Part of speech:
(Like “milk,” “rice,” and “education,” uncountable nouns are words for stuff that can’t be broken into exact units. You talk about “some milk,” “the rice,” and “a lot of education,” but you don’t say “a milk,” “three rices,” or “many educations.”
Likewise, talk about “the vehemence,” “such vehemence,” “a lot of vehemence,” “no vehemence,” and so on, but don’t say “vehemences.”)
Something's vehemence is its strong intensity, often with anger.
In other words, vehemence is the quality of ferocity, forcefulness, and fury.
You can also use "vehemency" for the noun.
"Vehemence" looks like "vehicle" because they have the same root. Vehemence carries your message to its receiver, with power and directness.
How to use it:
Talk about the vehemence of someone's words, actions, or reactions: "the surprising vehemence of her confession," "the vehemence of his accusation," "the vehemence of their protest," "every word was brimming with vehemence," "this letter shocked me with its vehemence," etc. (If you say "my vehemence," "his vehemence," "our vehemence," etc., then you really mean the vehemence of the person's actions or words.)
You can also do something with vehemence, as in "She slammed the door with vehemence." Flip the word order for a more formal expression: "The vehemence with which she slammed the door caught us off guard."
As you can see, "vehemence" usually describes people's words and actions. More abstract usage seems rare, but go for it: maybe you're floored by the vehemence of your jalapenos, for example.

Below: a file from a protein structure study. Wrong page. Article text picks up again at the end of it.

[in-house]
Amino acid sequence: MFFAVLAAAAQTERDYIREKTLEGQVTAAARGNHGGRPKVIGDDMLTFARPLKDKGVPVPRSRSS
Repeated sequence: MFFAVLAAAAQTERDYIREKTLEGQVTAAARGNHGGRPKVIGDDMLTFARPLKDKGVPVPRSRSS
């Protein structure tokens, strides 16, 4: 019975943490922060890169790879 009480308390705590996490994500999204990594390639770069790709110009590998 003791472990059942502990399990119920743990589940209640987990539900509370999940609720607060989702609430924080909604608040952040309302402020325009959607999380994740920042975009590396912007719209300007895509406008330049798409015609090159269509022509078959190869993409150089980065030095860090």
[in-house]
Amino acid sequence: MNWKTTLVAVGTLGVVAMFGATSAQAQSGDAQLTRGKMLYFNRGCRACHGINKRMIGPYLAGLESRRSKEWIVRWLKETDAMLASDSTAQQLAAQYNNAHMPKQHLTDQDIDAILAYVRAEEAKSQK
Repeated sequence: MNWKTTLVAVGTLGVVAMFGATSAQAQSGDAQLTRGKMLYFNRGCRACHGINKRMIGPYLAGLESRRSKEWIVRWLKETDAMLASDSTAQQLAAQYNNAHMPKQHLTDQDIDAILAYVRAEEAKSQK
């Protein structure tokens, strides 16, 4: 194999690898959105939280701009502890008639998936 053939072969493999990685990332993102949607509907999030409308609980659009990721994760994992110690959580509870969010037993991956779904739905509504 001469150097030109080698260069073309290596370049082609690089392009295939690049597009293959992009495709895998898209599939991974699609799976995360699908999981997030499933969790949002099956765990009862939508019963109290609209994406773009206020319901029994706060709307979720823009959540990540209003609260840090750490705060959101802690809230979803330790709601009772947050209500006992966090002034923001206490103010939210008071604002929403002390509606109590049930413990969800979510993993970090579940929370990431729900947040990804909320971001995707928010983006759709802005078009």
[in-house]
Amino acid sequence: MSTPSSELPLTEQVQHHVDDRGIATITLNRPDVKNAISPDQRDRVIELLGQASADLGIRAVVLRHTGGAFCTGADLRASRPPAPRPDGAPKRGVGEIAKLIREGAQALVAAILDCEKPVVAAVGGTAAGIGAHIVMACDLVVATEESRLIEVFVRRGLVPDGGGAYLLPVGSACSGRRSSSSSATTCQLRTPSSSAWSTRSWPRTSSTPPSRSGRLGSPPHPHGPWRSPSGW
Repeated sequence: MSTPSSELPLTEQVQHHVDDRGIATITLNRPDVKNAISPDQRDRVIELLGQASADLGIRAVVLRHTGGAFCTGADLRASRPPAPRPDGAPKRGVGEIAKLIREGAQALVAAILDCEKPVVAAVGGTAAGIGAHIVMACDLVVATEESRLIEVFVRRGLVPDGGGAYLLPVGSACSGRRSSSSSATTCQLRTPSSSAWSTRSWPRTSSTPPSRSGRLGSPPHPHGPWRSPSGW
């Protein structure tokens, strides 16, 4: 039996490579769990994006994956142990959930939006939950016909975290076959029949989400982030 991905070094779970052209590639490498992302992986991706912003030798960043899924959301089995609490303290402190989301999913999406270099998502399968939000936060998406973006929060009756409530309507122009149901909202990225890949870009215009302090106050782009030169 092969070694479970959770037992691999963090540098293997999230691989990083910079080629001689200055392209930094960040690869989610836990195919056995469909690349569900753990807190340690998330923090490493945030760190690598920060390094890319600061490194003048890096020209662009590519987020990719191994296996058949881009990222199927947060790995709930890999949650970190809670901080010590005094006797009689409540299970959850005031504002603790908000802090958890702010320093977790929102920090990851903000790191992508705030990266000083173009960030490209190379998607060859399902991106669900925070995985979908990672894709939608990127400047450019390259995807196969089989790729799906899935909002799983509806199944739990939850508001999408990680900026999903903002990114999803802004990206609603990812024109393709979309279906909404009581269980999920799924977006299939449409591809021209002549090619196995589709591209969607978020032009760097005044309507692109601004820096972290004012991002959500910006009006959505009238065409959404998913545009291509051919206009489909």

It's kind of funny to witness the vehemence of students' protests when they find out they have to write their homework answers in complete sentences. (Apparently it's a huge deal.)
I'm fascinated by the vehemence with which sports fans react to developments in a game. One minute we're all being normal humans, and the next, some of us are jumping up in the air and hooting at a screen.
Look away from the screen to explain the definition in your own words. You’ll know you understand what "vehemence" means when you can explain it without saying “fervor" or "intensity."
Think of something risky or scary that you would never do, and fill in the blank: "If you ask me to _____, I'll vehemently refuse."
Example: "If you ask me to ride a roller coaster with you, I'll vehemently refuse. I like my feet on the ground."
Spend at least 20 seconds occupying your mind with the game and quote below. Then try the review questions. Don't go straight to the review now;let your working memory empty out first.
Playing With Words:
This month, we're reviewing recently featured words with some activities created with my favorite vocabulary software: Vocabulary Worksheet Factory, made by Schoolhouse Technologies. It's a simple, flexible program that lets you input word lists and definitions, then create customized, fun worksheets for review. We're starting off with very easy activities, then working our way toward harder reviews throughout the month.
Jeanette Winterson: “A tough life needs a tough language—and that is what poetry is. That is what literature offers—a language powerful enough to say how it is.”
1. The opposite of VEHEMENCE is
2. _____ only _____ the vehemence of their determination.
A. Offers of help .. confused
B. Taunts from the opposition .. fueled
C. Setbacks early on .. misdirected
Answers are below.
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Disclaimer: Word meanings presented here are expressed in plain language and are limited to common, useful applications only. Readers interested in authoritative and multiple definitions of words are encouraged to check a dictionary. Likewise, word meanings, usage, and pronunciations are limited to American English; these elements may vary across world Englishes.
Answers to review questions:
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